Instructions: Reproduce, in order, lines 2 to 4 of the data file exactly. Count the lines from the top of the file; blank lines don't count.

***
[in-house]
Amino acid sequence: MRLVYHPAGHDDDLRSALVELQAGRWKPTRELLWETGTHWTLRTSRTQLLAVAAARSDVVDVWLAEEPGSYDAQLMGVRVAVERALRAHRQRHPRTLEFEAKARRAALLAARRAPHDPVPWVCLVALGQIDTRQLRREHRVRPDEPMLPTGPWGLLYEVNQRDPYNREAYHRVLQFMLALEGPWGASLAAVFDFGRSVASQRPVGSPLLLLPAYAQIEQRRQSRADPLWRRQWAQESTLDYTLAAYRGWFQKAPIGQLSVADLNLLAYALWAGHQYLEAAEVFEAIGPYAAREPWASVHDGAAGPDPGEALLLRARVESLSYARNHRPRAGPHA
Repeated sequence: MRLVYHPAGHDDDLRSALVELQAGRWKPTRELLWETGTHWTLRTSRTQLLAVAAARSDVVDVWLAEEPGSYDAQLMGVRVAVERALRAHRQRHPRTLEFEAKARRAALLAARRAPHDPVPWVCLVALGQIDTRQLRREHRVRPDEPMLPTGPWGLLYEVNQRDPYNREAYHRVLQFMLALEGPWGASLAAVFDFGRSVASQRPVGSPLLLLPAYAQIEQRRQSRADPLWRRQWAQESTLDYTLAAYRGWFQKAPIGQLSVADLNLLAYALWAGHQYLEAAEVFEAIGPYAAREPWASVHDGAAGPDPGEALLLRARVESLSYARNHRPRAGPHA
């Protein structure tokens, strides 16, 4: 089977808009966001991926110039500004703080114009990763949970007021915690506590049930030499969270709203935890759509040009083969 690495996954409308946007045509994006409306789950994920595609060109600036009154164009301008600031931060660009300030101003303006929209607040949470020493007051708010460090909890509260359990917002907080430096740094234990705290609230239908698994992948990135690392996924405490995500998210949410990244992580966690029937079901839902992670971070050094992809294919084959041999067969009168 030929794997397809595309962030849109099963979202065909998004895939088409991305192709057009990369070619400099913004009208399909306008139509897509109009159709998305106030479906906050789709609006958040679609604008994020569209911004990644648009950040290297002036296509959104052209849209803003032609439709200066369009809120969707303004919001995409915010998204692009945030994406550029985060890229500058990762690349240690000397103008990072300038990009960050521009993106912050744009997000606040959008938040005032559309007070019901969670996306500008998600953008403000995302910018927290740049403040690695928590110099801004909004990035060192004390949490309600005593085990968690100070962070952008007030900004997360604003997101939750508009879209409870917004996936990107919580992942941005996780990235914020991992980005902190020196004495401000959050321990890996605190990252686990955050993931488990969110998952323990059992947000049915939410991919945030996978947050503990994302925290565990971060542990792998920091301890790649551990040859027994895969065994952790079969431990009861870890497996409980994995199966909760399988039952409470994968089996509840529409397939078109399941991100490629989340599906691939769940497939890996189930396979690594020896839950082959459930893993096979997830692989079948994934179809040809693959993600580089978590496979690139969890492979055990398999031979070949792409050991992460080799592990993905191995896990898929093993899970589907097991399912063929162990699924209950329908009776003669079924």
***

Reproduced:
Amino acid sequence: MRLVYHPAGHDDDLRSALVELQAGRWKPTRELLWETGTHWTLRTSRTQLLAVAAARSDVVDVWLAEEPGSYDAQLMGVRVAVERALRAHRQRHPRTLEFEAKARRAALLAARRAPHDPVPWVCLVALGQIDTRQLRREHRVRPDEPMLPTGPWGLLYEVNQRDPYNREAYHRVLQFMLALEGPWGASLAAVFDFGRSVASQRPVGSPLLLLPAYAQIEQRRQSRADPLWRRQWAQESTLDYTLAAYRGWFQKAPIGQLSVADLNLLAYALWAGHQYLEAAEVFEAIGPYAAREPWASVHDGAAGPDPGEALLLRARVESLSYARNHRPRAGPHA
Repeated sequence: MRLVYHPAGHDDDLRSALVELQAGRWKPTRELLWETGTHWTLRTSRTQLLAVAAARSDVVDVWLAEEPGSYDAQLMGVRVAVERALRAHRQRHPRTLEFEAKARRAALLAARRAPHDPVPWVCLVALGQIDTRQLRREHRVRPDEPMLPTGPWGLLYEVNQRDPYNREAYHRVLQFMLALEGPWGASLAAVFDFGRSVASQRPVGSPLLLLPAYAQIEQRRQSRADPLWRRQWAQESTLDYTLAAYRGWFQKAPIGQLSVADLNLLAYALWAGHQYLEAAEVFEAIGPYAAREPWASVHDGAAGPDPGEALLLRARVESLSYARNHRPRAGPHA
């Protein structure tokens, strides 16, 4: 089977808009966001991926110039500004703080114009990763949970007021915690506590049930030499969270709203935890759509040009083969 690495996954409308946007045509994006409306789950994920595609060109600036009154164009301008600031931060660009300030101003303006929209607040949470020493007051708010460090909890509260359990917002907080430096740094234990705290609230239908698994992948990135690392996924405490995500998210949410990244992580966690029937079901839902992670971070050094992809294919084959041999067969009168 030929794997397809595309962030849109099963979202065909998004895939088409991305192709057009990369070619400099913004009208399909306008139509897509109009159709998305106030479906906050789709609006958040679609604008994020569209911004990644648009950040290297002036296509959104052209849209803003032609439709200066369009809120969707303004919001995409915010998204692009945030994406550029985060890229500058990762690349240690000397103008990072300038990009960050521009993106912050744009997000606040959008938040005032559309007070019901969670996306500008998600953008403000995302910018927290740049403040690695928590110099801004909004990035060192004390949490309600005593085990968690100070962070952008007030900004997360604003997101939750508009879209409870917004996936990107919580992942941005996780990235914020991992980005902190020196004495401000959050321990890996605190990252686990955050993931488990969110998952323990059992947000049915939410991919945030996978947050503990994302925290565990971060542990792998920091301890790649551990040859027994895969065994952790079969431990009861870890497996409980994995199966909760399988039952409470994968089996509840529409397939078109399941991100490629989340599906691939769940497939890996189930396979690594020896839950082959459930893993096979997830692989079948994934179809040809693959993600580089978590496979690139969890492979055990398999031979070949792409050991992460080799592990993905191995896990898929093993899970589907097991399912063929162990699924209950329908009776003669079924």